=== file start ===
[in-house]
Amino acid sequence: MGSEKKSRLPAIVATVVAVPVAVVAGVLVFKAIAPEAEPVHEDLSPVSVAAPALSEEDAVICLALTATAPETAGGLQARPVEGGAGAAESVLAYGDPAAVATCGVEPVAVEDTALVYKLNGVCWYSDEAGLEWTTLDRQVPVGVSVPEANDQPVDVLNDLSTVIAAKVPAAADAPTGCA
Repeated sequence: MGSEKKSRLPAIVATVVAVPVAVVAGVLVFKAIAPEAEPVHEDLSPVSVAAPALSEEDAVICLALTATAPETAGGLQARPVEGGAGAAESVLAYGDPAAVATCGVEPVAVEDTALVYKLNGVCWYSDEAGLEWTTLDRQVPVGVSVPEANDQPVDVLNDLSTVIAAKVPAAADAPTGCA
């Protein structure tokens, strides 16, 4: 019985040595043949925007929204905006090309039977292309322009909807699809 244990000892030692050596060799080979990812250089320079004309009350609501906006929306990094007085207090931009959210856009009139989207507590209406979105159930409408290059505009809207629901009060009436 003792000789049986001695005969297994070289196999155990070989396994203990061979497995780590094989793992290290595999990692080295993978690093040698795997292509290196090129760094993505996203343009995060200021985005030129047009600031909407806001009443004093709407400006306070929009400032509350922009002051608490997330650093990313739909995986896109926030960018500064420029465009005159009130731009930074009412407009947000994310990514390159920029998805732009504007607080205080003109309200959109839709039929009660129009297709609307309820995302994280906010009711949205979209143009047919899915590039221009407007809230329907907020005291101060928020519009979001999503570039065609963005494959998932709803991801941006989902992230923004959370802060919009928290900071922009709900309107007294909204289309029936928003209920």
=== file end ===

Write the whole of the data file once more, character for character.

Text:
[in-house]
Amino acid sequence: MGSEKKSRLPAIVATVVAVPVAVVAGVLVFKAIAPEAEPVHEDLSPVSVAAPALSEEDAVICLALTATAPETAGGLQARPVEGGAGAAESVLAYGDPAAVATCGVEPVAVEDTALVYKLNGVCWYSDEAGLEWTTLDRQVPVGVSVPEANDQPVDVLNDLSTVIAAKVPAAADAPTGCA
Repeated sequence: MGSEKKSRLPAIVATVVAVPVAVVAGVLVFKAIAPEAEPVHEDLSPVSVAAPALSEEDAVICLALTATAPETAGGLQARPVEGGAGAAESVLAYGDPAAVATCGVEPVAVEDTALVYKLNGVCWYSDEAGLEWTTLDRQVPVGVSVPEANDQPVDVLNDLSTVIAAKVPAAADAPTGCA
């Protein structure tokens, strides 16, 4: 019985040595043949925007929204905006090309039977292309322009909807699809 244990000892030692050596060799080979990812250089320079004309009350609501906006929306990094007085207090931009959210856009009139989207507590209406979105159930409408290059505009809207629901009060009436 003792000789049986001695005969297994070289196999155990070989396994203990061979497995780590094989793992290290595999990692080295993978690093040698795997292509290196090129760094993505996203343009995060200021985005030129047009600031909407806001009443004093709407400006306070929009400032509350922009002051608490997330650093990313739909995986896109926030960018500064420029465009005159009130731009930074009412407009947000994310990514390159920029998805732009504007607080205080003109309200959109839709039929009660129009297709609307309820995302994280906010009711949205979209143009047919899915590039221009407007809230329907907020005291101060928020519009979001999503570039065609963005494959998932709803991801941006989902992230923004959370802060919009928290900071922009709900309107007294909204289309029936928003209920």